Vinegar Production

Vinification is a naturally occurring process; we have all experienced a bottle of wine going “vinegary” in the kitchen if left too long, indeed, there are many people who produce their own vinegar by such methods. However, in most cases, the natural vinegar forming bacteria – acetobacter – don’t convert all the alcohol to acetic acid, and the two then chemically react with one another to form ethyl acetate (smells like nail polish remover!).  A key factor in the fermentation of great vinegar is therefore ensuring as much of the alcohol is converted to acetic acid as possible, and in order to do this it is necessary to have an acetifier. Essentially, an acetifier is a large tank or tower; it is temperature controlled – acetobacter have a tendency to get a little over excited during a fermentation, and such is their frenzy they can overheat and die. The acetobacter also need a ready supply of oxygen pumped through the tank to keep fermenting, and this is introduced to the fermentation as tiny bubbles.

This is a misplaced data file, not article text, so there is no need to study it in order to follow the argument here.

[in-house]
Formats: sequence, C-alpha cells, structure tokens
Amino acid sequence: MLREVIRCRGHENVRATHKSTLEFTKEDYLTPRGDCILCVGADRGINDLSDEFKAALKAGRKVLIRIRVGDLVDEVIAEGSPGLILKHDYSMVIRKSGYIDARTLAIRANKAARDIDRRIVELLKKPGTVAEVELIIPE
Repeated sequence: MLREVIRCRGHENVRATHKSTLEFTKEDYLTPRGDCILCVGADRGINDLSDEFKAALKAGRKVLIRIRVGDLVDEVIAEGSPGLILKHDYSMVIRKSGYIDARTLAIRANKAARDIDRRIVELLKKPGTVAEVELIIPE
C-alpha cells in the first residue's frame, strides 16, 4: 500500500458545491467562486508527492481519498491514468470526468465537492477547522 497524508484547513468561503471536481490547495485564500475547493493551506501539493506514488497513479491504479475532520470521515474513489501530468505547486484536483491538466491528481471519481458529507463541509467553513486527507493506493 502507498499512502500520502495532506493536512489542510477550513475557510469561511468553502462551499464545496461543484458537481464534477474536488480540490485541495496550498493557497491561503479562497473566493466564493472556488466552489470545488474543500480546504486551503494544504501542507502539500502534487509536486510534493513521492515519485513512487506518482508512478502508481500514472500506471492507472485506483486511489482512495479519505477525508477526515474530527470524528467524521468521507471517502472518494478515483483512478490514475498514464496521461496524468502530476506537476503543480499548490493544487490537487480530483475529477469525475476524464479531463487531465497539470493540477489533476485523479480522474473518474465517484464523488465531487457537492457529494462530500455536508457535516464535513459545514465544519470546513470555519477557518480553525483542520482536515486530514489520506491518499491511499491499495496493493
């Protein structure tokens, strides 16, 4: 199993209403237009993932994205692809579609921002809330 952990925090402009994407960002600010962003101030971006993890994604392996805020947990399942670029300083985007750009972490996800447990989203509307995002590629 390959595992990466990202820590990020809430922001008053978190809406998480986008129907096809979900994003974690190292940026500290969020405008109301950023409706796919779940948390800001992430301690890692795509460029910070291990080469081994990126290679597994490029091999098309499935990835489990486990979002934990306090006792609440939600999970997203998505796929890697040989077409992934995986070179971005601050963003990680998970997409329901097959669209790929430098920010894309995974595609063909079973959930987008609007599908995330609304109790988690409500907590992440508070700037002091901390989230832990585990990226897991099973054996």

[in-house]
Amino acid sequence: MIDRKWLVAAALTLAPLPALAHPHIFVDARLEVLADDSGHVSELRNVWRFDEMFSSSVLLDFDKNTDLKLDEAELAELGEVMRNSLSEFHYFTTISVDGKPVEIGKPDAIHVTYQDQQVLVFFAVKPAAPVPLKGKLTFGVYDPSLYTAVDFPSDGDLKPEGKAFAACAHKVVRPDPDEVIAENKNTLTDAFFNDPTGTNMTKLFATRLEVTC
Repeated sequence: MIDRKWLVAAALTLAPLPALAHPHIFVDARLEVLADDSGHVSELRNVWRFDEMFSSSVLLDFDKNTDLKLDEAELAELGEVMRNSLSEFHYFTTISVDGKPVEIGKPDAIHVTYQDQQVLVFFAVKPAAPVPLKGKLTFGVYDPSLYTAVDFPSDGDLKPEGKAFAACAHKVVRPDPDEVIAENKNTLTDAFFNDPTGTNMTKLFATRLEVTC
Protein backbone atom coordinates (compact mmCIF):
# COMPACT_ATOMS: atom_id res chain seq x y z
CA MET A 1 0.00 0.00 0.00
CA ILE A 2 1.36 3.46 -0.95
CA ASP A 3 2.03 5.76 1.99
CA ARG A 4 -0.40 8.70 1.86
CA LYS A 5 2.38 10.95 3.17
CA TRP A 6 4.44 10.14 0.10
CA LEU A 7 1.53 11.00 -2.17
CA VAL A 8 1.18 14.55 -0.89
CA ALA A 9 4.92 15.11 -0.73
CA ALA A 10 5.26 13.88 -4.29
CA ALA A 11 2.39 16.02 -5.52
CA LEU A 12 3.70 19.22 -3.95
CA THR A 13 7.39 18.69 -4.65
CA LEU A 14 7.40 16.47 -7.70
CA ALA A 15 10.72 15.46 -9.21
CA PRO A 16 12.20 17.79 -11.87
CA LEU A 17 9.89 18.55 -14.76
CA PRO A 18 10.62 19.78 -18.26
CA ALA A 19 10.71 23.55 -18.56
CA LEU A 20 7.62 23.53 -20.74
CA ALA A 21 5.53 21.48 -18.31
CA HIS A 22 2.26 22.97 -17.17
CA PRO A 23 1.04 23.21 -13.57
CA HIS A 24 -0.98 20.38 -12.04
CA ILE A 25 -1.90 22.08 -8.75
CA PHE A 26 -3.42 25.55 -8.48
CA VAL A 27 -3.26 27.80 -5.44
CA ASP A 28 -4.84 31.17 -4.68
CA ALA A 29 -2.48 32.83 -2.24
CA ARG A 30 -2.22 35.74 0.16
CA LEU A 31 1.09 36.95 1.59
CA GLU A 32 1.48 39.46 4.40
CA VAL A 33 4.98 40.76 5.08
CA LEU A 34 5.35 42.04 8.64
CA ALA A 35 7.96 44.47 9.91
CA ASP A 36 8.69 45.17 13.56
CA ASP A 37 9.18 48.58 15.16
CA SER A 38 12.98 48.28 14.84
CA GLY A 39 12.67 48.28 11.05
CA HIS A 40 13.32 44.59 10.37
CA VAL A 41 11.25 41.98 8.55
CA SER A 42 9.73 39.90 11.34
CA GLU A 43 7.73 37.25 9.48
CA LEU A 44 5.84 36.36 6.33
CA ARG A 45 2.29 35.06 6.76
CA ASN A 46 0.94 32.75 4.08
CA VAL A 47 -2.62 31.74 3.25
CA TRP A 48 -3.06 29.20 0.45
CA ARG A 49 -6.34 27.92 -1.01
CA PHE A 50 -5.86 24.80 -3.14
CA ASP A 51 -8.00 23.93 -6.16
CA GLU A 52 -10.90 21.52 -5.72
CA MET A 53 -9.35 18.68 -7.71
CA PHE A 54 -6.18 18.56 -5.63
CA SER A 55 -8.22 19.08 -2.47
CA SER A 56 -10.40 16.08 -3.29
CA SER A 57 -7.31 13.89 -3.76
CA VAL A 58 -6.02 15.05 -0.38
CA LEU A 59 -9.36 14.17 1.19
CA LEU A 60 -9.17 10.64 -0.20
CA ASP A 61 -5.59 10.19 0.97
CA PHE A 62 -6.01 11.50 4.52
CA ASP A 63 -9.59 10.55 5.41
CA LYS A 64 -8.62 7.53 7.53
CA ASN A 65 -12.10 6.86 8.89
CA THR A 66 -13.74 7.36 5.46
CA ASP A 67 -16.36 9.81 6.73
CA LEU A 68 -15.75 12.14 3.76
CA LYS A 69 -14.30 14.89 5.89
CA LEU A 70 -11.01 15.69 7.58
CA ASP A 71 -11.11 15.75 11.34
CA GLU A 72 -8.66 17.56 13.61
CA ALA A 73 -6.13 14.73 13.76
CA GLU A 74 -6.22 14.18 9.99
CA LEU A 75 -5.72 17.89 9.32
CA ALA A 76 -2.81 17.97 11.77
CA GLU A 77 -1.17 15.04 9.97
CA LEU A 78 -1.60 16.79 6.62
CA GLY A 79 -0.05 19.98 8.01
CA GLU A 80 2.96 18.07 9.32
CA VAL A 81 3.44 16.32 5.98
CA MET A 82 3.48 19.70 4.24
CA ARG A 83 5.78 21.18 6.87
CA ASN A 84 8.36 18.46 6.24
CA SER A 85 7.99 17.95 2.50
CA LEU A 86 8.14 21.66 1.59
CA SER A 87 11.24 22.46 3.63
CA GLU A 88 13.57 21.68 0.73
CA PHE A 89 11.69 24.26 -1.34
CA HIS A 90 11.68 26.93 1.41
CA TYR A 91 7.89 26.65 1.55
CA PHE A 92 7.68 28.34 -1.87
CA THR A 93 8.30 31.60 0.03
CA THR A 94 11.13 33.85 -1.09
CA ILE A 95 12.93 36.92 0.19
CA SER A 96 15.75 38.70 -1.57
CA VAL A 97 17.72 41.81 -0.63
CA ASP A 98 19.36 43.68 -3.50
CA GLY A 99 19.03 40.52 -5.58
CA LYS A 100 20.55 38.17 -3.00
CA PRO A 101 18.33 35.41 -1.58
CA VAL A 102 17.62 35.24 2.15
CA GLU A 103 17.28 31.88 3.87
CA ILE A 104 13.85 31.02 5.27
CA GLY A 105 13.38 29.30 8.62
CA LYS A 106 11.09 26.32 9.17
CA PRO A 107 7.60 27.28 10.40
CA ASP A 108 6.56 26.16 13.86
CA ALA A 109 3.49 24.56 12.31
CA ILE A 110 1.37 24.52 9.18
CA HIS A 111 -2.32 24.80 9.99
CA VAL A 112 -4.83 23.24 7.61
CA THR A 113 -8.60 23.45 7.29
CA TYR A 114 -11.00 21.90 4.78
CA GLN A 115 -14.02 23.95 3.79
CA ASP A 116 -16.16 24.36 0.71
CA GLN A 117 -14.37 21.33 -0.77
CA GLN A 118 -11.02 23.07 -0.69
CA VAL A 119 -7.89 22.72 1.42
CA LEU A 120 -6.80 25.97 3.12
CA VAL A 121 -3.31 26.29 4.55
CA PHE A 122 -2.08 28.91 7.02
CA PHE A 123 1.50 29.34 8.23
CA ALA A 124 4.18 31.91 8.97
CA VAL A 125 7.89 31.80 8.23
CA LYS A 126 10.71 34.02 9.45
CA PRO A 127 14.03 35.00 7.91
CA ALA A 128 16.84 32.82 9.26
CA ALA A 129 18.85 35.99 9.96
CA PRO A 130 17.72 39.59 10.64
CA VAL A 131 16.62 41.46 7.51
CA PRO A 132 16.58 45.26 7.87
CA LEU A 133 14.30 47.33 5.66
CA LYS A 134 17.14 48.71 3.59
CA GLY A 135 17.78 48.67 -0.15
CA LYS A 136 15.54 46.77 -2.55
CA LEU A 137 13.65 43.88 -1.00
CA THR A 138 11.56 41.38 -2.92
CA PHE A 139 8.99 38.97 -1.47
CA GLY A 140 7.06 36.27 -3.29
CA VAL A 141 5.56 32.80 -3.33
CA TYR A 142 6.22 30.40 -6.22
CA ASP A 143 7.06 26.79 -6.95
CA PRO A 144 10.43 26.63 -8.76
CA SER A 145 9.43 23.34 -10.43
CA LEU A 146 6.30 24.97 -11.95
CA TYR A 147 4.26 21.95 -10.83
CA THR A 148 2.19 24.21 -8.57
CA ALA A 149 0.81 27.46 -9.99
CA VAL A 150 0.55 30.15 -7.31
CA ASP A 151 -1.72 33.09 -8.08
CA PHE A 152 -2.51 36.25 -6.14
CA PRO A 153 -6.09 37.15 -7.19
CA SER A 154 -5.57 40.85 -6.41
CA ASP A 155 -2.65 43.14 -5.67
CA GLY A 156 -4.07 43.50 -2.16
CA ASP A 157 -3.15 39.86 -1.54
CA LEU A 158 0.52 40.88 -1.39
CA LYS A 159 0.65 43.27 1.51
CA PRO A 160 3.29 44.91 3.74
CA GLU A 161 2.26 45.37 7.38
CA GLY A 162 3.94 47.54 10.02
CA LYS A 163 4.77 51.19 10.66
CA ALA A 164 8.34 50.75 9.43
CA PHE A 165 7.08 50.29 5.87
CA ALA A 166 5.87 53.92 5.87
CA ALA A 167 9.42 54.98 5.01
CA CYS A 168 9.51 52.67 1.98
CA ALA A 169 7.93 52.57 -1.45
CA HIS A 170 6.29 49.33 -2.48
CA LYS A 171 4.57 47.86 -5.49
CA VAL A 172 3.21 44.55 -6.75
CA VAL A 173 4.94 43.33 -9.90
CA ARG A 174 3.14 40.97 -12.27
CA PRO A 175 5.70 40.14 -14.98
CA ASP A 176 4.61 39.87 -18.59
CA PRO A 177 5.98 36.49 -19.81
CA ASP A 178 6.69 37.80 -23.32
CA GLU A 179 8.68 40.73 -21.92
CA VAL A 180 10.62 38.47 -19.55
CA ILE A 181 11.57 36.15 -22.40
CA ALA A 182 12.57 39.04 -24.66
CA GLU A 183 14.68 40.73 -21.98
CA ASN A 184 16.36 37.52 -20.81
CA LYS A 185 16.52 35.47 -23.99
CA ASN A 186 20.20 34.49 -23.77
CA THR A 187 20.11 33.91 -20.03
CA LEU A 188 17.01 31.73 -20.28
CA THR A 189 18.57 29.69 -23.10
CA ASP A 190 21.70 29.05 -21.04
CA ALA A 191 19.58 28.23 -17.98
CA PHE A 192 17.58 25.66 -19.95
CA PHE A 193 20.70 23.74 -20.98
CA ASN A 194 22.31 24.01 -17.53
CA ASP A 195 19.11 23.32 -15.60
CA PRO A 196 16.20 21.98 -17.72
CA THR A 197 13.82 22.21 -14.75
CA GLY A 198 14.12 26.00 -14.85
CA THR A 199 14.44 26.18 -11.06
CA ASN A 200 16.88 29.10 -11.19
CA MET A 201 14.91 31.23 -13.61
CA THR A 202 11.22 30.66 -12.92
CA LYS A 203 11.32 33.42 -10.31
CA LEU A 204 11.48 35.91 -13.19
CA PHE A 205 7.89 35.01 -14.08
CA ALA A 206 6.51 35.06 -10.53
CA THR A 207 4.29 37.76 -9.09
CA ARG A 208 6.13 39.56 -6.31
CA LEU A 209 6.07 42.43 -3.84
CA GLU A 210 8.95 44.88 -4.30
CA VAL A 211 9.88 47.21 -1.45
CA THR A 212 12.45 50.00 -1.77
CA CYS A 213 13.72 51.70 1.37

John Chevallier Guild created his own fermenter to make vinegar in a totally unique way. 

In the 1970’s, John Chevallier Guild pioneered the utterly unique trickle feed Marjoribanks (pr Marchbanks) Method, a process we used to ferment our Organic Cyder Vinegars for almost 40 years. Today we use the industry standard batch method Frings Acetator. Whilst we ensure as much of the alcohol as possible is converted to acetic acid, in truth it is impossible to remove all the alcohol and there will always be a tiny residual amount, but not to a level that affects taste adversely. Our cyder and wine vinegars contain less than 0.3% alcohol.